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Ottawa sends cash to help community groups address blood-borne infections

Elevate NWO will be using cash from the federal government to support its operation, as well as a peer engagement initiative for those who are at risk or are living with HIV, Hepatitis C, and other sexually transmitted and blood-borne infections
Federal Health Minister, Jean-Yves Duclos with Executive Director of Elevate NWO, Holly Gauvin at a funding announcement

THUNDER BAY — Millions of dollars in funding will aid community-based organizations that address HIV and hepatitis C, along with other sexually transmitted and blood-borne infections within the community. 

Federal health minister Jean-Yves Duclos on Wednesday announced that Ottawa will be providing a total of $30.5 million for 37 supportive services across Ontario.

In Northwestern Ontario, Elevate NWO will be receiving just over $500,000. Much of it will go towards operational costs for the centre and as well as peer engagement initiatives over the next five years, according to Elevate NWO executive director Holly Gauvin. 

"There's less than 20 staff working here and we cover from to the Manitoba border. So if we did not have a robust peer team, we would not be able to do about half of the work we do," Gauvin said.

Other portions of the funding will be put to use for their Strengthening Peer Engagement for Northern Ontario project.

"The fact that we even have half of the services that we have here is because our peers dreamt it," she said. "They [envisioned] what they saw for the organization over the next five years and we were able to deliver on that in 18 months. And so, our peers know what is needed in the community."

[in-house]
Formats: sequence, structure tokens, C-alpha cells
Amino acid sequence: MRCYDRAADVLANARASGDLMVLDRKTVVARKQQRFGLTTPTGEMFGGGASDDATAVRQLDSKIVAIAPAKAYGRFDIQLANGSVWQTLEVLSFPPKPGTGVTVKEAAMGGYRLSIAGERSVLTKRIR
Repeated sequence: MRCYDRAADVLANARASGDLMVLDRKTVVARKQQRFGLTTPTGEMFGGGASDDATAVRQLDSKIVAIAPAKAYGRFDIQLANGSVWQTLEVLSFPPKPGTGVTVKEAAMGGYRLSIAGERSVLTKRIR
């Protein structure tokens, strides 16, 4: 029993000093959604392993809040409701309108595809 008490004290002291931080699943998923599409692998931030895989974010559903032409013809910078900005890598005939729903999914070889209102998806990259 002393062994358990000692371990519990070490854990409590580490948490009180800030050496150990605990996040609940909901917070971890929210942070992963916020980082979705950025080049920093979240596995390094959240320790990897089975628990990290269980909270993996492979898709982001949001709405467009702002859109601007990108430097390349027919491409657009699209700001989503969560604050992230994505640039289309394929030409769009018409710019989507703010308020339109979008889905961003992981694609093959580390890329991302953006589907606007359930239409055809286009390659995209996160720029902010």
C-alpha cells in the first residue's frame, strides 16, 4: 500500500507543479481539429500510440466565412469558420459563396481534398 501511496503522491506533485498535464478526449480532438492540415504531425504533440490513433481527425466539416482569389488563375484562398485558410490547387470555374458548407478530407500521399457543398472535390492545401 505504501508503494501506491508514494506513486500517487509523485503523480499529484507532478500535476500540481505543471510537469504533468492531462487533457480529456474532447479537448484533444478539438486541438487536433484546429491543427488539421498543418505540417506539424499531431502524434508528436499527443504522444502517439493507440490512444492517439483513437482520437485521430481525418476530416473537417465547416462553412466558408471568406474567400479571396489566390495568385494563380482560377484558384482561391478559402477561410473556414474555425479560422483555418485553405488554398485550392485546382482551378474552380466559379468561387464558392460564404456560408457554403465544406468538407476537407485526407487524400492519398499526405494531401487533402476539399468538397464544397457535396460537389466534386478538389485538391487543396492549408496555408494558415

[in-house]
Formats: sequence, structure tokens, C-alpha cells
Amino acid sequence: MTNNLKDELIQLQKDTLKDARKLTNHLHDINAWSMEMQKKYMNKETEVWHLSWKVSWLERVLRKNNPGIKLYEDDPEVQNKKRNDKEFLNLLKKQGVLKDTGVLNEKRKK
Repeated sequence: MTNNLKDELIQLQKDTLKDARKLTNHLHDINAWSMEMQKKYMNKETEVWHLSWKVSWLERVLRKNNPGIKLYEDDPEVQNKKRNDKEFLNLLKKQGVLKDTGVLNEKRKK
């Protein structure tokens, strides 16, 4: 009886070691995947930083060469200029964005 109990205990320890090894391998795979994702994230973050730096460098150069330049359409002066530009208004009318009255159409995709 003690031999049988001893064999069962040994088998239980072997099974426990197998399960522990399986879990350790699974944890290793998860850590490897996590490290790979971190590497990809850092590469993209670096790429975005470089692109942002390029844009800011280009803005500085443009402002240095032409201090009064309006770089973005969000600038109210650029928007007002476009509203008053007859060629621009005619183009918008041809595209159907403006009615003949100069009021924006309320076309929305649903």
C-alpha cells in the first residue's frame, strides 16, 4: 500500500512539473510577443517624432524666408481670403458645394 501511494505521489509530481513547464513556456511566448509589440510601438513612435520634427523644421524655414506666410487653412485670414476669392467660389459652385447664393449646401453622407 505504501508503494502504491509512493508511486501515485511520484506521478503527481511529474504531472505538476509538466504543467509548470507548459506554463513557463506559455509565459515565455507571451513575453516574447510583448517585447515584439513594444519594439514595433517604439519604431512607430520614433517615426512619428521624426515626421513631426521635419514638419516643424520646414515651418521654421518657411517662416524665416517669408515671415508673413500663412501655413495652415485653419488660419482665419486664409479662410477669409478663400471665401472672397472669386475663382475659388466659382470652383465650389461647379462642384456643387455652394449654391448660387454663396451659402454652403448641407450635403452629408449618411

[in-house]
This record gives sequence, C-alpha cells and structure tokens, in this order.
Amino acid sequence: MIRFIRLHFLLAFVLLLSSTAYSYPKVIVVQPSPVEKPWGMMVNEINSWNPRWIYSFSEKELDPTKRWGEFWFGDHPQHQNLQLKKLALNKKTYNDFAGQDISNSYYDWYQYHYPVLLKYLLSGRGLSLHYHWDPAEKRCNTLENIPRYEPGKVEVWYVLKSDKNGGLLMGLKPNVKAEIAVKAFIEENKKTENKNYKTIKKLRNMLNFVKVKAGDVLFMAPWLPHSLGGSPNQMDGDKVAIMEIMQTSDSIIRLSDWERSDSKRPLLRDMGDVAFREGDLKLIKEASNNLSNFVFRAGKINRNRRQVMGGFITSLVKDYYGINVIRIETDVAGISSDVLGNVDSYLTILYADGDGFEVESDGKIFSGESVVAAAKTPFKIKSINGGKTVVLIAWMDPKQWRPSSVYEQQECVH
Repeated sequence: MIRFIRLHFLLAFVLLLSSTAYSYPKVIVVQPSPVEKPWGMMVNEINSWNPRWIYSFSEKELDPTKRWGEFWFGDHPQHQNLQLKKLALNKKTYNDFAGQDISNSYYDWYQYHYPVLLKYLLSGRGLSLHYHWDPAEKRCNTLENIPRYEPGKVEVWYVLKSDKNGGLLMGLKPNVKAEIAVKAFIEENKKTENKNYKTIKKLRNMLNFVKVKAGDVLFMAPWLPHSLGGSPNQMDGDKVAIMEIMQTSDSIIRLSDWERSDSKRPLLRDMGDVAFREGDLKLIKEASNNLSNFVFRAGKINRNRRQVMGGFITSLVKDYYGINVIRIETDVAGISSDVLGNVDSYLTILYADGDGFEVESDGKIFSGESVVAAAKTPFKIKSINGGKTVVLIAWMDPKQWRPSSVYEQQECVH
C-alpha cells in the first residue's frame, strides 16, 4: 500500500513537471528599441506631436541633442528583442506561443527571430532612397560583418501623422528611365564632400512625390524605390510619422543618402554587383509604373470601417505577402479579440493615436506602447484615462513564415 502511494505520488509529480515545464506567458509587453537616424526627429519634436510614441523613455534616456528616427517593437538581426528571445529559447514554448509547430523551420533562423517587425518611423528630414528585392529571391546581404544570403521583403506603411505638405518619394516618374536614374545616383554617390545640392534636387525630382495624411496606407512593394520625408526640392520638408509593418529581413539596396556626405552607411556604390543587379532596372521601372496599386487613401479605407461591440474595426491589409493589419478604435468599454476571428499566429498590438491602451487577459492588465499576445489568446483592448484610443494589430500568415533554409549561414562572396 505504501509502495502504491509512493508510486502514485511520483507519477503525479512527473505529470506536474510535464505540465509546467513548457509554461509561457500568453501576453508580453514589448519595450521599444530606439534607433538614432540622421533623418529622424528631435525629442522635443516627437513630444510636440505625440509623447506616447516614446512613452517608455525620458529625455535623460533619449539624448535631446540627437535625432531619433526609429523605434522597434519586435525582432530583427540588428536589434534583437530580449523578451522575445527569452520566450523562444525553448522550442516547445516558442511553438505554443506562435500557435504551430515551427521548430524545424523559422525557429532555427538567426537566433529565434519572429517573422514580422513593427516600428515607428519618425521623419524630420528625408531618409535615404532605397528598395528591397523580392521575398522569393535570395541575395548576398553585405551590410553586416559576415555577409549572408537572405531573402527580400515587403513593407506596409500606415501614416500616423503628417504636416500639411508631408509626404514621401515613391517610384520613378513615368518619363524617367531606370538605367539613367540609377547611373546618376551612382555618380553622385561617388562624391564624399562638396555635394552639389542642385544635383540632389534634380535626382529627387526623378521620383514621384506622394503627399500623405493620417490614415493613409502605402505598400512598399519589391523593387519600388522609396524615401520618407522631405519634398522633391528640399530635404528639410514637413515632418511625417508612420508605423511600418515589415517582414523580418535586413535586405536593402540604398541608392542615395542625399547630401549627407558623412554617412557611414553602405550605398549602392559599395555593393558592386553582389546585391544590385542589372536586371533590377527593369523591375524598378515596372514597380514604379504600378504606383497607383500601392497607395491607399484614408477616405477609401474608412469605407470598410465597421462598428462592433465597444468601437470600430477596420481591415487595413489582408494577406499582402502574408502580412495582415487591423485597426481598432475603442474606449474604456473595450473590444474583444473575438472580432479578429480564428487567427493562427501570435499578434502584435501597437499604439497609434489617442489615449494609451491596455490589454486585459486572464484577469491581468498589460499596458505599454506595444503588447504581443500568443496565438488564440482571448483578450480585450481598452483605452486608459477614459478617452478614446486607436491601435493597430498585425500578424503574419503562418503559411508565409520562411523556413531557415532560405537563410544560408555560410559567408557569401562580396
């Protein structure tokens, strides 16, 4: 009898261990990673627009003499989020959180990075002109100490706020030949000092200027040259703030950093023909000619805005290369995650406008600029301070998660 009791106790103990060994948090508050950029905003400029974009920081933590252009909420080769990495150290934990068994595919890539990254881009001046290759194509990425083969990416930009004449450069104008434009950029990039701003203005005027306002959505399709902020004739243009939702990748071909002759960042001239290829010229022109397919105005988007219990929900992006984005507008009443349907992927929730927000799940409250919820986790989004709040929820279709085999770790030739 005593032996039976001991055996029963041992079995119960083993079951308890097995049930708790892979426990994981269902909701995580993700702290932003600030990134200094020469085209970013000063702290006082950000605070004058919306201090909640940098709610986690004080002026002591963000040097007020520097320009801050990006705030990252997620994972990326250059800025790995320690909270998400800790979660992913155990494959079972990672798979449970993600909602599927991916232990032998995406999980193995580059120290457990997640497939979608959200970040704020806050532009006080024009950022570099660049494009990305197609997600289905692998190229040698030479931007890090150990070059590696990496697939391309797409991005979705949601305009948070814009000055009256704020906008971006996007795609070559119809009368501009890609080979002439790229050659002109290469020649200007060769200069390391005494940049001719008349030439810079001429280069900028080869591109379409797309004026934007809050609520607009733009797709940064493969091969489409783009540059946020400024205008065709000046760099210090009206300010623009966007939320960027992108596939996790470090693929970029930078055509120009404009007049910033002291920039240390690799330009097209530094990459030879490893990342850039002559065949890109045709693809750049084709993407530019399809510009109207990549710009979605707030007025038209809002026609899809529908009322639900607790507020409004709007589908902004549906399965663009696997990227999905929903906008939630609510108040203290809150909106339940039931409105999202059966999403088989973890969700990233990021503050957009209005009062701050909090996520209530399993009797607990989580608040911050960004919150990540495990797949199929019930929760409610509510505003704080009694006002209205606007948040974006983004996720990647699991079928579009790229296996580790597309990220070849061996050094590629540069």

Gauvin credited the centre's peers for dreaming up their drop-in centre. 

"They're very realistic in their asks, but they also know how to get the work done and they're willing to roll up their sleeves and get it done. There are peers who are formal peers and then there are people that are paid and work in the organization and then there are peers who come here every day and do supportive acts or acts of kindness for their community every day."

Included in the funding announcement today of the $23.9 million through the Community Action Fund, the cash will support a total of 26 community-based interventions to address HIV, hepatitis C, and other sexually transmitted and blood-borne infections among key populations disproportionately affected by these infections, according to Ottawa. 

Katie Nicholls, Local Journalism Initiative Reporter

About the Author: Katie Nicholls, Local Journalism Initiative Reporter

Originally from central Ontario, Katie moved here to further her career in the media industry.
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